Hard work is one element of her success, and so is an inclusive management style. Every working day at 10 a.m., her staff gathers for a brainstorming session on virtually any aspect of chocolate-making, such as new or seasonal flavors, forthcoming events, process change, and corporate strategy. “Yes, I’m the owner, but I don’t know everything,” Ambrosius stated, “but I do know that I’ve got a great, talented, and smart staff.”

Their input also helps benefit a variety of causes, including the Goodman Community Center. Ambrosius has donated more than $10,000 to the center from the sale of Goodman Heart chocolate hearts, an assortment of sweets wrapped in gold (heart of gold) foil. “Going into business, I had no idea how many silent auctions there are in Madison,” Ambrosius said. “I would get a daily solicitation for a donation, and finally my accountant said, ‘Listen, you can’t say yes to everybody, you’ve got to limit it somehow,’ so it was a way to focus my giving.”

Robert Dunn: Regaining His Edge

“Any honor like that is something that’s certainly unexpected and greatly appreciated, particularly when it comes from a group of your peers.”

It’s a question Robert Dunn has been asked in different ways at different times: Is there any doubt in your mind that when the newly renovated Edgewater Hotel opens later this year, everything you went through to build your own vision for the property will have been worth it?

Thinking back on the ups and downs of the approval process, the answer is an emphatic yes, especially as he sees it coming together in advance of a “soft opening” in August. “I really believe that when the public is able to come see what we’ve done, people are going to respond in the most favorable way,” Dunn said. “They are going to find that this is what it should be, which is one of the true, character-defining places in Madison.”

Many in the Madison business community might identify the renovated Edgewater as Dunn’s legacy, but it extends much further than that. The Edgewater is the latest example of Hammes Co. projects that are designed to be 24/7/365 economic drivers, a concept that has proven its worth from Green Bay to New York City.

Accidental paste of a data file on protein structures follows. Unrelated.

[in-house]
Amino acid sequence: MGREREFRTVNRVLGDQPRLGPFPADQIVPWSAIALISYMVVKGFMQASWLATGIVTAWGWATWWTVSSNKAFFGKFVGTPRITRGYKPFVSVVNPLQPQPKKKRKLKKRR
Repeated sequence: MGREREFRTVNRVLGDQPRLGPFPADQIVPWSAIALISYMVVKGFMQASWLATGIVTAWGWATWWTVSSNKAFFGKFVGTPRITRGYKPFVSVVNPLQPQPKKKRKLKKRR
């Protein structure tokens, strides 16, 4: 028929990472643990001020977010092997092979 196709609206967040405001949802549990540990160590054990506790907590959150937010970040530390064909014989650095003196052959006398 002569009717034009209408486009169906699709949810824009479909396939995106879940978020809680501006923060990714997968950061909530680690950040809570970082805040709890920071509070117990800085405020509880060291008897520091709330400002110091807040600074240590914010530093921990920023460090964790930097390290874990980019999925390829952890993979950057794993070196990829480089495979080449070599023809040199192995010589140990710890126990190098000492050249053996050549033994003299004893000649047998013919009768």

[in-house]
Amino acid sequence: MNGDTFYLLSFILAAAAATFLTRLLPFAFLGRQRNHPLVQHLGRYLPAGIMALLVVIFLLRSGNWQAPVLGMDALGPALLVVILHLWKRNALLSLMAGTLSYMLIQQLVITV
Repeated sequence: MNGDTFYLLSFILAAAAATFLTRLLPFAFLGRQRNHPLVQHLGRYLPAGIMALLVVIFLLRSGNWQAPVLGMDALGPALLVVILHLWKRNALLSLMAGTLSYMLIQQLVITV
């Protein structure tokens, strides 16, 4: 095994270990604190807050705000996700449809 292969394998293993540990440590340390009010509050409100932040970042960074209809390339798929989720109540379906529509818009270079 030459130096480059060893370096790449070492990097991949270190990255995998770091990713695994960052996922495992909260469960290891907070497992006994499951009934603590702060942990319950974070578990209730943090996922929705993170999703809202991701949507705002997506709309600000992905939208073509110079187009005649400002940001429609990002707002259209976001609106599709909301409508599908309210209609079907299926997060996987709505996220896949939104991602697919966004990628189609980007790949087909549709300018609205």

Hammes Co. was part of the renovation of Lambeau Field and the construction of MetLife Stadium in New Jersey (home of the NFL’s Giants and Jets), and it’s now involved in building the Minnesota Vikings’ new stadium. MetLife Stadium hosted the 2014 Super Bowl, and the yet-to-be named Minnesota stadium will host the 2018 Super Bowl, a real feather in Hammes’ cap.

Expect the same concept to drive the construction of a new basketball arena in Milwaukee, provided the financing can be worked out. As Dunn explained, these are more than stadiums featuring the kind of fan experience considered ideal for big events — they are mixed-use developments that drive economic activity more than the stadiums of the past. Hammes Co. has been a leader in taking civic buildings that historically were operational for hours or days in a given year and using the projects as anchors to create more infill development in and around them.

“Frankly, maybe the best example in all of sports is Lambeau Field,” Dunn says. “It’s a trend that we think is only beginning to emerge.”

In Dunn’s case, innovation is combined with community building. During the construction of the Edgewater, Hammes Co. forged partnerships with labor to provide job training to disadvantaged populations. It’s a long-standing company practice, and more recently it has benefited construction industry workers left underemployed by the recession.

“We have the good fortune of being involved in very large civic projects from community to community,” Dunn explained. “We’ve taken a lot of pride in developing these programs, and we’ve had a lot of success with them.”

(Continued)

Add your comment:
Bookmark and Share Email this page Email Print this page Print Pin It
Feed Feed
Edit Module
Edit ModuleShow Tags

Events Calendar

Edit Module
Edit Module

Edit Module